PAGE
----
Friday, March 3, 2017

Natural Bad Breathe Fixes

More than 80 million people suffer from chronic halitosis, or bad breath, and in most cases the odor is caused by bacteria in the mouth, the decay of food particles, and poor oral hygiene.

But no matter how diligent you are in practicing good oral hygiene and watching our diet, we all occasionally suffer from an episode of bad breath.

Here are 13 natural ways to help cure the problem of bad breath:


Brush, your teeth and tongue, twice a day, and be sure that your toothbrush is in good shape. A chewed-up, disfigured brush will miss those hard-to-reach areas. Use a soft- or medium-bristle brush; they are gentler to the surface of your teeth.Floss

Brushing your teeth helps eradicate the plaque and bacteria on your teeth, but flossing helps dislodge anything that your toothbrush couldn’t get to. If you don’t floss regularly, the food in between your teeth will feed the bacteria in your mouth, and the more nutrients you give the bacteria, the more the bacteria will give off stinky acids that cause bad breath. Flossing also helps prevent periodontal disease — another common cause of bad breath.

Drink plenty of water

When a mouth gets dry, odor-causing bacteria can thrive. Saliva contains oxygen that deters the growth of bacteria. The solution is to always drink plenty of fluids, preferably water, to keep bacteria at bay. Add some oranges, strawberries, and kiwis, that are all high in vitamin C, and you will also create an acidic environment hard for bacteria to thrive in. A powerhouse combination against stinky breath!

Use nature’s “toothbrushes”

Whenever you need a quick “brush up” but don’t have the chance to go grab your toothbrush, try snacking on any of the following foods. They not only kill bacteria, but are naturally fibrous enough to -“scrub” your teeth.

Apples: The high fiber content makes apples one of the top natural toothbrushes out there.

Celery and raw carrots: These firm and crisp these veggies “brush” your teeth and also have a high moisture content to help keep your whistle wet.

Make your own lemon ice “candies”

Our salivary glands produce 3 pints of saliva every day which (among other things) fights bacteria that causes bad breath and helps food pass through our mouth and throat. Dry mouth usually equals bad breath. To “wet your whistle” – make ice cubes with a little lemon juice added, then when frozen, break into hardy candy-sized chunks. As the ice melts it will moisten your mouth, while the citric acid in the lemon will stimulate the salivary glands.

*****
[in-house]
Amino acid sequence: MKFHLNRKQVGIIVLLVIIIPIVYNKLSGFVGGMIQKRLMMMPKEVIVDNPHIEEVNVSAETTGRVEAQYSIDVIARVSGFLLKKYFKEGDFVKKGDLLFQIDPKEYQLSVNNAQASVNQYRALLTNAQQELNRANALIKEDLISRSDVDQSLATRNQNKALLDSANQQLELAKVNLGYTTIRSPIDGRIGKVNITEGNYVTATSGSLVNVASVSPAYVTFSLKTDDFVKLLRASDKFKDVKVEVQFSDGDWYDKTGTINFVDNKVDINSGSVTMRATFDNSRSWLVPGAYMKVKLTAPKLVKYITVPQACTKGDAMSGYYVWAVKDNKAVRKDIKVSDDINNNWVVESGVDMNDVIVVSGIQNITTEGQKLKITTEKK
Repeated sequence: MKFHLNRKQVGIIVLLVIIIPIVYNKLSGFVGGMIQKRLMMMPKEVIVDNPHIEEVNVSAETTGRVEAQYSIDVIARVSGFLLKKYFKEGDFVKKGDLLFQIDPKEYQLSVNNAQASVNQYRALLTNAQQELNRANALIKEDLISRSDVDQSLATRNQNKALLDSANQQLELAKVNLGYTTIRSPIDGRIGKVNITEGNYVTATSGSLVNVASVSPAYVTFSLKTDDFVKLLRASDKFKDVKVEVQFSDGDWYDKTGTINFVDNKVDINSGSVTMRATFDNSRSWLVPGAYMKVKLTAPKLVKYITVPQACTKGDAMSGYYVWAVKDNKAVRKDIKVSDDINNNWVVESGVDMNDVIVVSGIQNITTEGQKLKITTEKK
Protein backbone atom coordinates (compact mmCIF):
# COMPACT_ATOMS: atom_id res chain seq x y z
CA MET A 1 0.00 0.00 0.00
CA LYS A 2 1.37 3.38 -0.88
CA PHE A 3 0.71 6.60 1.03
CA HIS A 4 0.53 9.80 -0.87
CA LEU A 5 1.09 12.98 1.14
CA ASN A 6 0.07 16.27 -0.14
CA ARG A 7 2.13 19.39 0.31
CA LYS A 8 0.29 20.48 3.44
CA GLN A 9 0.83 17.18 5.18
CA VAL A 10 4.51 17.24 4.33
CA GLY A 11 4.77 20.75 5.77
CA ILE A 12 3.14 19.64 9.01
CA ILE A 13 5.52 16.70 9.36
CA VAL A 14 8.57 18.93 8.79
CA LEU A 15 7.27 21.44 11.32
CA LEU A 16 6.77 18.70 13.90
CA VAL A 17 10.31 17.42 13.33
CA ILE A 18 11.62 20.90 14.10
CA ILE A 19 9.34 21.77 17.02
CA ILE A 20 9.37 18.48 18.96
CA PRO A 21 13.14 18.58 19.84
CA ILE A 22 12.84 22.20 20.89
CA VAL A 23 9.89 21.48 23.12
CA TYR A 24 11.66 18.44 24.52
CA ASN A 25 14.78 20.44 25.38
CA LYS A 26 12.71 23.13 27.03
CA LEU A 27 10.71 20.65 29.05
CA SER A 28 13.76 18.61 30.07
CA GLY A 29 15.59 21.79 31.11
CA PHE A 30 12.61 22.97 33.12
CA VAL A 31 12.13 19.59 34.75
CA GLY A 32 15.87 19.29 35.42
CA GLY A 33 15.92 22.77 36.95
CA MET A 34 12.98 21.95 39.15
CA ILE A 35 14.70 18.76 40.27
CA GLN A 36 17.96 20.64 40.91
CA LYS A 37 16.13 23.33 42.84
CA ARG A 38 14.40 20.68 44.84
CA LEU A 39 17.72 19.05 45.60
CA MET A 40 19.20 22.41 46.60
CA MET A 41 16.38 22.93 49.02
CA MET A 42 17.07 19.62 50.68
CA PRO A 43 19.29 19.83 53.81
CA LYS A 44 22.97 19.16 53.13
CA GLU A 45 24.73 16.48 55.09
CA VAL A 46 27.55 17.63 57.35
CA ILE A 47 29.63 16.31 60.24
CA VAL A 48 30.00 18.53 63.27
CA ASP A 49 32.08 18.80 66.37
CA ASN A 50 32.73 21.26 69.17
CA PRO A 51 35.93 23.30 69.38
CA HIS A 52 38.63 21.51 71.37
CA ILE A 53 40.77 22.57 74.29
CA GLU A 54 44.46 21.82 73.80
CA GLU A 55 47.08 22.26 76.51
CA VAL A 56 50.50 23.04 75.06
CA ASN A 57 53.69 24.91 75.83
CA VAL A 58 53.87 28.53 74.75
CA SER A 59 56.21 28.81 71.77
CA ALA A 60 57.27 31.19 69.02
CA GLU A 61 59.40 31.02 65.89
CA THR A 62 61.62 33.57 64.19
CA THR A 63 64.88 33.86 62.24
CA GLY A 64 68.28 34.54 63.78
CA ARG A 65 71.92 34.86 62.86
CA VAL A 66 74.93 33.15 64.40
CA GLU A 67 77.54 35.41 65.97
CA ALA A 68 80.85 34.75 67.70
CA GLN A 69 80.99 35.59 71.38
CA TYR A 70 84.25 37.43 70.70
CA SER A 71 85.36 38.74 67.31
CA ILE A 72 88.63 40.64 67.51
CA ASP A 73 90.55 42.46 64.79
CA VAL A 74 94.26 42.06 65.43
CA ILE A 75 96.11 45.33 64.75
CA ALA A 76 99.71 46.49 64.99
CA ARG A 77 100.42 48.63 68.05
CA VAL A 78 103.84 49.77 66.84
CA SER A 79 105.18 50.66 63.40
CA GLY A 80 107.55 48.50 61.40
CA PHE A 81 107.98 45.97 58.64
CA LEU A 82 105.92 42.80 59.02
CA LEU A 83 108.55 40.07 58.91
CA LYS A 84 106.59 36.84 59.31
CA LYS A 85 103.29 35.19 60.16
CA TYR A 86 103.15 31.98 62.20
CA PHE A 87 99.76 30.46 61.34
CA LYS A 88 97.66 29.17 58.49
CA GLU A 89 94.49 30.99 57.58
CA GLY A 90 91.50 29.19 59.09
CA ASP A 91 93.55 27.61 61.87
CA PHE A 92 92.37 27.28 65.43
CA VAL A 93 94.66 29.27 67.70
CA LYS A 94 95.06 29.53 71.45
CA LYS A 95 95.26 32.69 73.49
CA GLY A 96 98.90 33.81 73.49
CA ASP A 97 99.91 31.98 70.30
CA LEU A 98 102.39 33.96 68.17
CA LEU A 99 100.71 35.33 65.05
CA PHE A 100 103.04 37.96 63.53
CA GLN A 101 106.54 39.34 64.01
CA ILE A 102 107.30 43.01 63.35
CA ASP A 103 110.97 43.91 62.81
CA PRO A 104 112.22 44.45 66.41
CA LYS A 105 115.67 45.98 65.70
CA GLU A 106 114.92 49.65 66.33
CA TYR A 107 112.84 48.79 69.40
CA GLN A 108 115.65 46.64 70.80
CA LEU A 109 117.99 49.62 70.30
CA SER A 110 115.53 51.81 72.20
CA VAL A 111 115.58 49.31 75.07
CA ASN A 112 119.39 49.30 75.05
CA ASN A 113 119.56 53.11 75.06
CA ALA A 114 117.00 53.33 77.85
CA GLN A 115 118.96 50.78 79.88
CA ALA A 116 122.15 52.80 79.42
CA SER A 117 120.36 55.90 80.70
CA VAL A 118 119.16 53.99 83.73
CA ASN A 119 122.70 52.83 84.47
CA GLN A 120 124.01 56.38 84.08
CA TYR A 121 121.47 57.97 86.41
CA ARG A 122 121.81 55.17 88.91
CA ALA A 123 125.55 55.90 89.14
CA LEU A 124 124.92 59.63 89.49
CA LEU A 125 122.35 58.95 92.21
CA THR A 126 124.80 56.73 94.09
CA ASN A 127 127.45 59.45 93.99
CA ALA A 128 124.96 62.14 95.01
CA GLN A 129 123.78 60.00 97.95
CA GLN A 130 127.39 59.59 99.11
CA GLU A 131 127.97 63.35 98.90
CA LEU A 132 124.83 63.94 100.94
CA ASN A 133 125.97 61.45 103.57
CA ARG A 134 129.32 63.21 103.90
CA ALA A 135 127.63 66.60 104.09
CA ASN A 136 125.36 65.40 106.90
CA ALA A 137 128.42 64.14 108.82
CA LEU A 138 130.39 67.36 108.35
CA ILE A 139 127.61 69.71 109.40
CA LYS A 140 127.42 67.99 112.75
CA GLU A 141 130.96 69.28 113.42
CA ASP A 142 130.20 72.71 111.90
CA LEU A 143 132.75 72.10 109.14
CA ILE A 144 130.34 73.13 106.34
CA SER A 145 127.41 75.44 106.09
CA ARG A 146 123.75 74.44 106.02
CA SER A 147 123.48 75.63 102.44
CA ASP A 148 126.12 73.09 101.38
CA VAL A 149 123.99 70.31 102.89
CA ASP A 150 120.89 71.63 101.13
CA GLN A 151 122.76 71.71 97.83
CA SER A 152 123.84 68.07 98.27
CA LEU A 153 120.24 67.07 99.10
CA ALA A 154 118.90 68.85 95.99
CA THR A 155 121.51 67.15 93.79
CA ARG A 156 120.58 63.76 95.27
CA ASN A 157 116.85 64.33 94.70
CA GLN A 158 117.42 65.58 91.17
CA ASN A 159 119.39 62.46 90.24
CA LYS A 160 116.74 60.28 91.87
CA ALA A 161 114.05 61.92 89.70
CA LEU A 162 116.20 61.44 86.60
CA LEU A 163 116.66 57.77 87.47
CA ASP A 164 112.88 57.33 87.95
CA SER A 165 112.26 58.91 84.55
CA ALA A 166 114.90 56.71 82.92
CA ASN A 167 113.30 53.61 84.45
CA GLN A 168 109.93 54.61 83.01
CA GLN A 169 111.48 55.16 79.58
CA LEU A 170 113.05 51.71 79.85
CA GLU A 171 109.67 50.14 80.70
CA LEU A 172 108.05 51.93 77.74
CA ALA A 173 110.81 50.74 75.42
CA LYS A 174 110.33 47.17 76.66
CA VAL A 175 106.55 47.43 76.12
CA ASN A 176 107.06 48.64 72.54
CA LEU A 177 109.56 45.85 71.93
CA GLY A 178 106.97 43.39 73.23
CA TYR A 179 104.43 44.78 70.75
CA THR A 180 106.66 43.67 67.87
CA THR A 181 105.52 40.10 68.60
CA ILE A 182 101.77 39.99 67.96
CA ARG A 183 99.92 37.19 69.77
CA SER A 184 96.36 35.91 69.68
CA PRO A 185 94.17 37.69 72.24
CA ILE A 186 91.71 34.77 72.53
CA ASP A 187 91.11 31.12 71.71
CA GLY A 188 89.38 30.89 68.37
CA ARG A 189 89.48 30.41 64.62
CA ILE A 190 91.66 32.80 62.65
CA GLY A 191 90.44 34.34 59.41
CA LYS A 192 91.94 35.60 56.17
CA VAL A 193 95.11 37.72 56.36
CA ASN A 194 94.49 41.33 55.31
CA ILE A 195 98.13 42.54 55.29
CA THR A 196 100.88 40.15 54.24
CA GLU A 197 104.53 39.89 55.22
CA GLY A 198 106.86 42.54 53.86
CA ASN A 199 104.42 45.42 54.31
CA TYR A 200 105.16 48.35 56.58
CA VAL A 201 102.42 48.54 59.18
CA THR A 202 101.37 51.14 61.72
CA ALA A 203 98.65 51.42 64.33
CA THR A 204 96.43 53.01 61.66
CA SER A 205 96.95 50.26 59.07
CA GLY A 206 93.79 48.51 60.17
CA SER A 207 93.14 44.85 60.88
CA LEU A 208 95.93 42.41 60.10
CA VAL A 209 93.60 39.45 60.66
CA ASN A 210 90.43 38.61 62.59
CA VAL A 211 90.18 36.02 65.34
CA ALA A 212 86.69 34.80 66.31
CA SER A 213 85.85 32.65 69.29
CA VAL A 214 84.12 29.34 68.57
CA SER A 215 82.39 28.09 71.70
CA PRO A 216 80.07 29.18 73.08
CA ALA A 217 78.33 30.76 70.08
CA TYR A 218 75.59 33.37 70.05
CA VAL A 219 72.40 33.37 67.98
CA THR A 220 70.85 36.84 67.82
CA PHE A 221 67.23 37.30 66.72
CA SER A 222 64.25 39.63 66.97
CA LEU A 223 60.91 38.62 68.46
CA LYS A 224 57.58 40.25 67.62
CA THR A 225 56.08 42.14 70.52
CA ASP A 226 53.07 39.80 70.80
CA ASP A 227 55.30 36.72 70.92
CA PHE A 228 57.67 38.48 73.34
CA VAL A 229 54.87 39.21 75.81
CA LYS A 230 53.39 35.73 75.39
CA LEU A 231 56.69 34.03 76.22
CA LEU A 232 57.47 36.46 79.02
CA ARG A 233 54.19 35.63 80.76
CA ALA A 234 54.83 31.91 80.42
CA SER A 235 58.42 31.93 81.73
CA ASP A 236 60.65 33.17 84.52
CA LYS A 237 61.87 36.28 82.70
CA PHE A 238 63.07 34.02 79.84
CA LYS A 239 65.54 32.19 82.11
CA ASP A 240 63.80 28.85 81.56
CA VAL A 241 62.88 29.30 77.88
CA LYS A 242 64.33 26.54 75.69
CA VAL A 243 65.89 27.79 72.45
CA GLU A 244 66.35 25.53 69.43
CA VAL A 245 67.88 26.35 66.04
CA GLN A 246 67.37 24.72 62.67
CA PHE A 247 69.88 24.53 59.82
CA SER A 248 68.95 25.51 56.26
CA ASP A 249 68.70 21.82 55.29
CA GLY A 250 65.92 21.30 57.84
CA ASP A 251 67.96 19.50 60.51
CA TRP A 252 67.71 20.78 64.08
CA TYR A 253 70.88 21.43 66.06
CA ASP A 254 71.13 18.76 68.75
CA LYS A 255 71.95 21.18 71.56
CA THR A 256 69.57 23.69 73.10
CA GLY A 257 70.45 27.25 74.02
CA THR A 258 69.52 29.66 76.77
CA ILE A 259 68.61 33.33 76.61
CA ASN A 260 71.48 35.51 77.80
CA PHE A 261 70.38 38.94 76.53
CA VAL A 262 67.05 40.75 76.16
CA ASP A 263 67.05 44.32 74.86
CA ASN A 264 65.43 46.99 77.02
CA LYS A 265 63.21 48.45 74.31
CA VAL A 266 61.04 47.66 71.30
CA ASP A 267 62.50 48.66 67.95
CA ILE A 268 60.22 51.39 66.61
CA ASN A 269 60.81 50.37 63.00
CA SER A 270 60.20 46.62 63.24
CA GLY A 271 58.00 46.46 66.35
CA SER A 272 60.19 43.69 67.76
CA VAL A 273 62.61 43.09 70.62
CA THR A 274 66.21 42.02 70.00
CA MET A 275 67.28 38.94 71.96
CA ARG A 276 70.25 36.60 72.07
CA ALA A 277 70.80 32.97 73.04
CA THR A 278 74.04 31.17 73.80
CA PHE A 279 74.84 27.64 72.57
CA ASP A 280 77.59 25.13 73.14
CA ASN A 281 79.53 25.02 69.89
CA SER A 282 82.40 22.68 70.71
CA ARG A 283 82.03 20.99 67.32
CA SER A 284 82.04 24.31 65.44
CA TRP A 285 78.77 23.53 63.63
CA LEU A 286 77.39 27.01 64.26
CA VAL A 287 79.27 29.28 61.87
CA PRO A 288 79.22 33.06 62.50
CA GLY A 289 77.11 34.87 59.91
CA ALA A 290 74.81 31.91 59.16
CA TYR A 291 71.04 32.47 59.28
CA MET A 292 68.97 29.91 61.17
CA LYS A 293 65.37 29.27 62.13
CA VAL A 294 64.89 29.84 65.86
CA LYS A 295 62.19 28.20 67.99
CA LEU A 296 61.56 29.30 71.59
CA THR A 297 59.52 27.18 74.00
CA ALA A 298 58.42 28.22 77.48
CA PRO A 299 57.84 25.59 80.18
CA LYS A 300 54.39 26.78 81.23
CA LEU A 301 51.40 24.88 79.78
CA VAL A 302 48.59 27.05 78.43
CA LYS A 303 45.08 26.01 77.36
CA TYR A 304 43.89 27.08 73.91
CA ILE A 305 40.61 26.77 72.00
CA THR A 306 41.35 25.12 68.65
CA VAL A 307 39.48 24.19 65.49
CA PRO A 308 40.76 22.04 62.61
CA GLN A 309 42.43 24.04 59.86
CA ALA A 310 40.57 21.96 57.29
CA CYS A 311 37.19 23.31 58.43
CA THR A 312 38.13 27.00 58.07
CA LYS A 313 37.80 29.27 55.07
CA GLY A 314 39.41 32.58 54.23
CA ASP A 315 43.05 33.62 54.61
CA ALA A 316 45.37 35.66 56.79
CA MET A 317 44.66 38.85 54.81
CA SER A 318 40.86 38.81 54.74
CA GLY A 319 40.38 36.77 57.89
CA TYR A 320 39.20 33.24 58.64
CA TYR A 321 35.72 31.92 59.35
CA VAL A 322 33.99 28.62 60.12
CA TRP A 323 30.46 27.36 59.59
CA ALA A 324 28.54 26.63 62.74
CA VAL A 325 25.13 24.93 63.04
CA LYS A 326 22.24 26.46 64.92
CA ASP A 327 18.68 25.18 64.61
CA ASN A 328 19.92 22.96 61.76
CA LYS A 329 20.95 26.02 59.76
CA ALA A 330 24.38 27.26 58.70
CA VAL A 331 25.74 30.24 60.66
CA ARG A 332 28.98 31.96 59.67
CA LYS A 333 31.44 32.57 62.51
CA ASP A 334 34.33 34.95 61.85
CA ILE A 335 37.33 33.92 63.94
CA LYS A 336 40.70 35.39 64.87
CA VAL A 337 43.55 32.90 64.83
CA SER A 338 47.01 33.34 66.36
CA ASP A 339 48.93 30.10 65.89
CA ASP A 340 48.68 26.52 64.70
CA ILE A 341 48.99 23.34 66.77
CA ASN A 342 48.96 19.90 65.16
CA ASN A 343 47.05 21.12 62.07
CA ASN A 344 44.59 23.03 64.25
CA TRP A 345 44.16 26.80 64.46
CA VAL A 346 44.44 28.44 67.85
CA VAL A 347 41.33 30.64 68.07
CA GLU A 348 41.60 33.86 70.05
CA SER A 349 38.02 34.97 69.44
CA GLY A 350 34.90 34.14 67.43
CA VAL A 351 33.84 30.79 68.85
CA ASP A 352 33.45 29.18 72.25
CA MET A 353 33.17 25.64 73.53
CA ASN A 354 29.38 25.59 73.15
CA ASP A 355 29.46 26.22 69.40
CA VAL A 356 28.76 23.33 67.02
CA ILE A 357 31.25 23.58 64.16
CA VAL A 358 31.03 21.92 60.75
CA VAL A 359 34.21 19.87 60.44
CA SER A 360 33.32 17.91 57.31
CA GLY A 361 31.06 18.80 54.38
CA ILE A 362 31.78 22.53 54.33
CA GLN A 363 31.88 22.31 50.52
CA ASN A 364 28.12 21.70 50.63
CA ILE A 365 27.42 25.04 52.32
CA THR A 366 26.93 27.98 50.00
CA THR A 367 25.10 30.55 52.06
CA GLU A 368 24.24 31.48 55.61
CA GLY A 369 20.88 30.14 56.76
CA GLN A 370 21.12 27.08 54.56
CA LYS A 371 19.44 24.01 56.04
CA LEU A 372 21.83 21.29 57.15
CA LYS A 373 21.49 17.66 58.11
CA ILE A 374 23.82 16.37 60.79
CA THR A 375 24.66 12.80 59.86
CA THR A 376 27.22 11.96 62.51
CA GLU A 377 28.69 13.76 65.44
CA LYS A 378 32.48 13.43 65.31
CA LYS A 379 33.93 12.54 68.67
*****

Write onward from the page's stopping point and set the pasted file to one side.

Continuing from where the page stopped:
Natural mouth rinse

Try this simple alcohol-free DIY mouthwash. Mix 1 cup of water with a teaspoon of baking soda (which changes the pH level and fights odor in the mouth) and a few drops of anti-microbial peppermint essential oil. Swish around in mouth for 30 seconds, then spit out. (Yields several rinses.)

Green and black tea

Both teas are rich in polyphenol, which is a powerful antioxidant that can stop plaque from sticking to your teeth. Plaque build-up leads to bad breath, among other dental problems. Studies have also found polyphenols inhibit the growth of bacteria in the mouth, thus minimizing the foul-smelling compounds that those bacteria produce.

Scrape your tongue

Your tongue is home to a lot of germs. These microbes feed on the dead cells that accumulate on the top of your tongue creating noxious fumes which can give you really bad breath. By scraping your tongue once a day, you can clear away this germ buffet. Brushing your tongue is not as effective, because it doesn’t actually clear the dead cells from your tongue. Make sure you get as far back on your tongue as possible.

If you have a metal or plastic spoon, use it as a tongue scraper. To scrape safely, place the spoon on the back of your tongue and drag it forward. Repeat four or five times. Scrape the sides of the tongue as well, with the same back-to-front motion.

Don’t skip meals

When you don’t eat for a long period of time, your mouth can get very dry. It becomes a perfect breeding ground for bacteria. An empty stomach from skipping meals can also cause foul breath as acids in the stomach build up.

Drink your milk

Sipping milk can effectively reduce bad breath IF you drink it before or during a meal (according to a Journal of Food Science 2010 study.) The fat in milk neutralizes sulfur while the water in milk acts as a mouth rinse. Whole milk is more effective than skim since it contains more fat.

Chew on fresh herbs

Chew a fresh sprig of parsley, basil, mint, rosemary, thyme, or cilantro. The chlorophyll in these green plants neutralizes odors. They also contain monoterpenes that travel from bloodstream to lungs and are released with your breath.

Supplement with Zinc

Another common cause of halitosis is a deficiency in the mineral zinc, which helps maintain a clean, bacteria-free mouth. Taking zinc supplements and eating more zinc-rich foods such as shellfish, lean red meat & poultry, and nuts, seeds & beans can help address the problem systemically.

Boost good gut bacteria with probiotics